European Atomic Energy Community

European Atomic Energy Community

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The European Atomic Energy Community (EAEC or Euratom) is an international organisation
International organization
An intergovernmental organization, sometimes rendered as an international governmental organization and both abbreviated as IGO, is an organization composed primarily of sovereign states , or of other intergovernmental organizations...

 which is legally distinct from the European Union
European Union
The European Union is an economic and political union of 27 independent member states which are located primarily in Europe. The EU traces its origins from the European Coal and Steel Community and the European Economic Community , formed by six countries in 1958...

 (EU), but has the same membership
Member State of the European Union
A member state of the European Union is a state that is party to treaties of the European Union and has thereby undertaken the privileges and obligations that EU membership entails. Unlike membership of an international organisation, being an EU member state places a country under binding laws in...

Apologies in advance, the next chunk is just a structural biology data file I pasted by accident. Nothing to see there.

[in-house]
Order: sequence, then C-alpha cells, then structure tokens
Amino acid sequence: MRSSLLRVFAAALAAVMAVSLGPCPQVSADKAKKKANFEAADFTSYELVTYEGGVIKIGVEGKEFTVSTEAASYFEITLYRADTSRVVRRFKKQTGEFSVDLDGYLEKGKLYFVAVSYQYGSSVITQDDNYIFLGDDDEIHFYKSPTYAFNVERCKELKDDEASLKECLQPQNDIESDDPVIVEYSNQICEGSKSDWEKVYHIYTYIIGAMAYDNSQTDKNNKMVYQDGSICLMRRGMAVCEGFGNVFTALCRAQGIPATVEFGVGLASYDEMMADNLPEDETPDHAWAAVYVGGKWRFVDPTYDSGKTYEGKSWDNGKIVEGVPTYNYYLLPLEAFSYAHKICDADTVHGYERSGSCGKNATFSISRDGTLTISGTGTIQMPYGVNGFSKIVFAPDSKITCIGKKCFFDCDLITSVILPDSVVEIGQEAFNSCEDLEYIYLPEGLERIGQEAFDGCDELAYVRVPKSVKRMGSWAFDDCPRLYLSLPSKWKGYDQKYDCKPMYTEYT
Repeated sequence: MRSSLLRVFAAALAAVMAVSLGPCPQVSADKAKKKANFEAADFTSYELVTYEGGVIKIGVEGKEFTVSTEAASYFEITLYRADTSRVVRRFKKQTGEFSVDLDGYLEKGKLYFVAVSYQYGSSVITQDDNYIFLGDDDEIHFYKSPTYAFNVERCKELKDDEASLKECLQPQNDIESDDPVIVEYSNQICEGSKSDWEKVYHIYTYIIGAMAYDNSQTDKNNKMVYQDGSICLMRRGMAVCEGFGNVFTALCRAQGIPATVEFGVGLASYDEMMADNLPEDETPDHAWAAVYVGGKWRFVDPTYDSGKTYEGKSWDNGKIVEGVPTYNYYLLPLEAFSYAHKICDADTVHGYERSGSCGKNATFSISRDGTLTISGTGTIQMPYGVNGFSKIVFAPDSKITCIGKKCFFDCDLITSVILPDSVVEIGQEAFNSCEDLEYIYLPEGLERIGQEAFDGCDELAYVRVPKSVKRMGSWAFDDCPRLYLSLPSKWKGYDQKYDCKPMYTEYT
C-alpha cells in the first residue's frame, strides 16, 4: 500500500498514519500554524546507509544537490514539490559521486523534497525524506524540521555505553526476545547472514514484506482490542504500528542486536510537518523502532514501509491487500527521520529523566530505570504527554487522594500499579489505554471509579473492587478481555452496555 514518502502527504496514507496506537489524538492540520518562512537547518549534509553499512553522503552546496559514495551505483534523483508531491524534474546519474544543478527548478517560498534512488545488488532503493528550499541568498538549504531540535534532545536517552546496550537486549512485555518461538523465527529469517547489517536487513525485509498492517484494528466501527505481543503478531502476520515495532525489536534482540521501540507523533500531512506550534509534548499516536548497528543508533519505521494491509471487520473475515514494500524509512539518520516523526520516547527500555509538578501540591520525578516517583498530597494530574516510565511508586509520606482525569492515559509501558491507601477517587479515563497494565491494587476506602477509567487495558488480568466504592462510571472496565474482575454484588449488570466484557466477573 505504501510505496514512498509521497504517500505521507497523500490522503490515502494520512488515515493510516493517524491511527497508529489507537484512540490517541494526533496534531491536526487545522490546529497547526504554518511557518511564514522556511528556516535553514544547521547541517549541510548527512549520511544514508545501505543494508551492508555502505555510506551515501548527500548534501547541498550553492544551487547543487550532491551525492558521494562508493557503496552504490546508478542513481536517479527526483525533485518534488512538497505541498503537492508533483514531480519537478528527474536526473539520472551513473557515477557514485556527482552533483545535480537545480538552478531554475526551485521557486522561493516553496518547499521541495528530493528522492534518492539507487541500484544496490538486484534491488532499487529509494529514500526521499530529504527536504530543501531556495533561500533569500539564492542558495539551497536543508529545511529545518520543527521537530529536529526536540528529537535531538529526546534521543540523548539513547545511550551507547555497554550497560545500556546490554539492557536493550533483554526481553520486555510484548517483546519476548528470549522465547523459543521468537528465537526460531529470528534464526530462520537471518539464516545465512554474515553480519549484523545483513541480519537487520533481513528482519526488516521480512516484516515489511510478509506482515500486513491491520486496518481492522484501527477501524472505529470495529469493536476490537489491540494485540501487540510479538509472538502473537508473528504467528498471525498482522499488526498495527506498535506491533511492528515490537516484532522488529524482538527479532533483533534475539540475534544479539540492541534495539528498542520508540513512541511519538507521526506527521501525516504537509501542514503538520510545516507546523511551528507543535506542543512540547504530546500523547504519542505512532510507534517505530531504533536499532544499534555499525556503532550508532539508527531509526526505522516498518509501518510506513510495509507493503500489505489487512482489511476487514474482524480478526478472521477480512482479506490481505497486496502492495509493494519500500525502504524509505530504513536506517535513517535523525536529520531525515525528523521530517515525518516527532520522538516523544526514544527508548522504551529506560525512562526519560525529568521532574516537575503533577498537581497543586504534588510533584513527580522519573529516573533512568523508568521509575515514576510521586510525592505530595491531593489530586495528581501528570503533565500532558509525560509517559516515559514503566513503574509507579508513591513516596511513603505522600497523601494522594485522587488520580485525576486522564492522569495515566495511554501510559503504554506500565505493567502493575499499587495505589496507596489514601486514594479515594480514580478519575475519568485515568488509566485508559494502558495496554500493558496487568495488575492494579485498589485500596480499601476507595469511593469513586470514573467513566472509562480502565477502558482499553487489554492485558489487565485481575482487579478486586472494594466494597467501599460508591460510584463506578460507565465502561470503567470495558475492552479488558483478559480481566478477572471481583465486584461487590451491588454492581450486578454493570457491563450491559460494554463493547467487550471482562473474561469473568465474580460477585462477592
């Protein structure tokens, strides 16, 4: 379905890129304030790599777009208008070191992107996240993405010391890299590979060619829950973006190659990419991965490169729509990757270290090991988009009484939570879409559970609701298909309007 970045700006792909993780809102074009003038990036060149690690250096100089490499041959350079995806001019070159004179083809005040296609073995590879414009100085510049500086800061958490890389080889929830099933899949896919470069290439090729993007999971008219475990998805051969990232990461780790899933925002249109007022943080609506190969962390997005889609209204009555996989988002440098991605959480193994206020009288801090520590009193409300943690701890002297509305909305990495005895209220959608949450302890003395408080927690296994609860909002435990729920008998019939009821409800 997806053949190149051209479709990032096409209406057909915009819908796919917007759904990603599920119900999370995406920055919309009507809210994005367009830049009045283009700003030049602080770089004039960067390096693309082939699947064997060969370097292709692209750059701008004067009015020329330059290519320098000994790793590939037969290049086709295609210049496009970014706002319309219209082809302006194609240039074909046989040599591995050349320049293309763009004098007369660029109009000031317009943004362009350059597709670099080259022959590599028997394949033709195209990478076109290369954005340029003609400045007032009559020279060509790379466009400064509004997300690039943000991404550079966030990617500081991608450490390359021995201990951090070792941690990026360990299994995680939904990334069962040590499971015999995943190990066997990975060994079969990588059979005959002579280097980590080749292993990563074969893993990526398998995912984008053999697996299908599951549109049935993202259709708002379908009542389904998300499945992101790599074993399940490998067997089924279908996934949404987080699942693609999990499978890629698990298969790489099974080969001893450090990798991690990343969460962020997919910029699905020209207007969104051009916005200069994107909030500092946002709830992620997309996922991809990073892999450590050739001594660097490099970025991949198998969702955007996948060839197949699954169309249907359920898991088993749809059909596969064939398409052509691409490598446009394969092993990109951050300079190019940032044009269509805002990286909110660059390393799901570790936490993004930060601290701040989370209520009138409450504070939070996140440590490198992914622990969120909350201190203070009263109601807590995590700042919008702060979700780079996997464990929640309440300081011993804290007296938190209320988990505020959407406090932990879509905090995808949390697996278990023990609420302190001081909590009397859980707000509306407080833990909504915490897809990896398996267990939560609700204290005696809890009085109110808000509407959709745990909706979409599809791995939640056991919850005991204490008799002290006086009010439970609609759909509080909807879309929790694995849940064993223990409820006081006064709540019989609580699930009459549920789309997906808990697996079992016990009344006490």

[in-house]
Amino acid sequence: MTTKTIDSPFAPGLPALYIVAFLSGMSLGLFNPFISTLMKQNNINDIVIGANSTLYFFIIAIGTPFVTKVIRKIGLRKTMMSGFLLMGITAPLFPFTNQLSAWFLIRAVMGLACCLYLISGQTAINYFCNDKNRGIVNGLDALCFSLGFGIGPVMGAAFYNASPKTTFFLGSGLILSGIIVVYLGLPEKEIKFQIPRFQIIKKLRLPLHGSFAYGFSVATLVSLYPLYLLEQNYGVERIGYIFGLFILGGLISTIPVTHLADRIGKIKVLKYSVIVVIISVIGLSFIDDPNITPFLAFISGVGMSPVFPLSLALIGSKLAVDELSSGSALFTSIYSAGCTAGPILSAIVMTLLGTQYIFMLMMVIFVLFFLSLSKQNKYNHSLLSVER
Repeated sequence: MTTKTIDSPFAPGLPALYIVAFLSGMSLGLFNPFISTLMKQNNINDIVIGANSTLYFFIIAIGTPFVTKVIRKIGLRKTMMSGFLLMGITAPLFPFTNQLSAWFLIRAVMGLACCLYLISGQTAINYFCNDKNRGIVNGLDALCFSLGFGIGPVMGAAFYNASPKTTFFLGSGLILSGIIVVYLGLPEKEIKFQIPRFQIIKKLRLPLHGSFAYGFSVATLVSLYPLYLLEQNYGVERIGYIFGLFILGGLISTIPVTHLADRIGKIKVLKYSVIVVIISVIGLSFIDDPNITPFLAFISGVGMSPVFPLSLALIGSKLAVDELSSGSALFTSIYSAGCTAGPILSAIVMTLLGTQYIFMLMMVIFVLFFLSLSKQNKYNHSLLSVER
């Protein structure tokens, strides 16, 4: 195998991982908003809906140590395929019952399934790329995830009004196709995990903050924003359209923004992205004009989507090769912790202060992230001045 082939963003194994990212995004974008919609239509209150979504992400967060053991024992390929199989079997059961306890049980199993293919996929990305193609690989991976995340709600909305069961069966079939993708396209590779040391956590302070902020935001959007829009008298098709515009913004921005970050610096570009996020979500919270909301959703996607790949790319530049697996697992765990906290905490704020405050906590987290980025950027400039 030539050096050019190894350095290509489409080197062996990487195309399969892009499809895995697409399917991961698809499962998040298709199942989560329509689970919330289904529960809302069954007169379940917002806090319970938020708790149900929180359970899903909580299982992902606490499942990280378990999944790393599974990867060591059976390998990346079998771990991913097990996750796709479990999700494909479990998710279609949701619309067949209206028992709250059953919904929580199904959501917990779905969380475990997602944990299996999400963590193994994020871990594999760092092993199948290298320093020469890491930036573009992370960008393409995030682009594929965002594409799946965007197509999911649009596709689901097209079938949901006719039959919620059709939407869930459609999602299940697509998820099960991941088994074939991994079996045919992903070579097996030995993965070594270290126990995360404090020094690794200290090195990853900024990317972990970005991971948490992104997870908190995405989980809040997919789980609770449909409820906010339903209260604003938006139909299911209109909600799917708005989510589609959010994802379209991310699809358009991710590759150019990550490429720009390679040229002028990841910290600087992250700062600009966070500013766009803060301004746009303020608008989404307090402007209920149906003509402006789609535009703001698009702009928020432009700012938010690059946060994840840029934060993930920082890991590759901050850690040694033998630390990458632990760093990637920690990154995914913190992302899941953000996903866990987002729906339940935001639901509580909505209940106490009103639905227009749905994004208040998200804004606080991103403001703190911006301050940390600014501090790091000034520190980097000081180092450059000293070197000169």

, and is governed by the EU's institutions
Institutions of the European Union
The European Union is governed by seven institutions. Article 13 of Treaty on European Union lists them in the following order: the European Parliament, the European Council, the Council of the European Union, the European Commission, the Court of Justice of the European Union, the European...

.

It was established on 25 March 1957 (alongside the European Economic Community
European Economic Community
The European Economic Community The European Economic Community (EEC) The European Economic Community (EEC) (also known as the Common Market in the English-speaking world, renamed the European Community (EC) in 1993The information in this article primarily covers the EEC's time as an independent...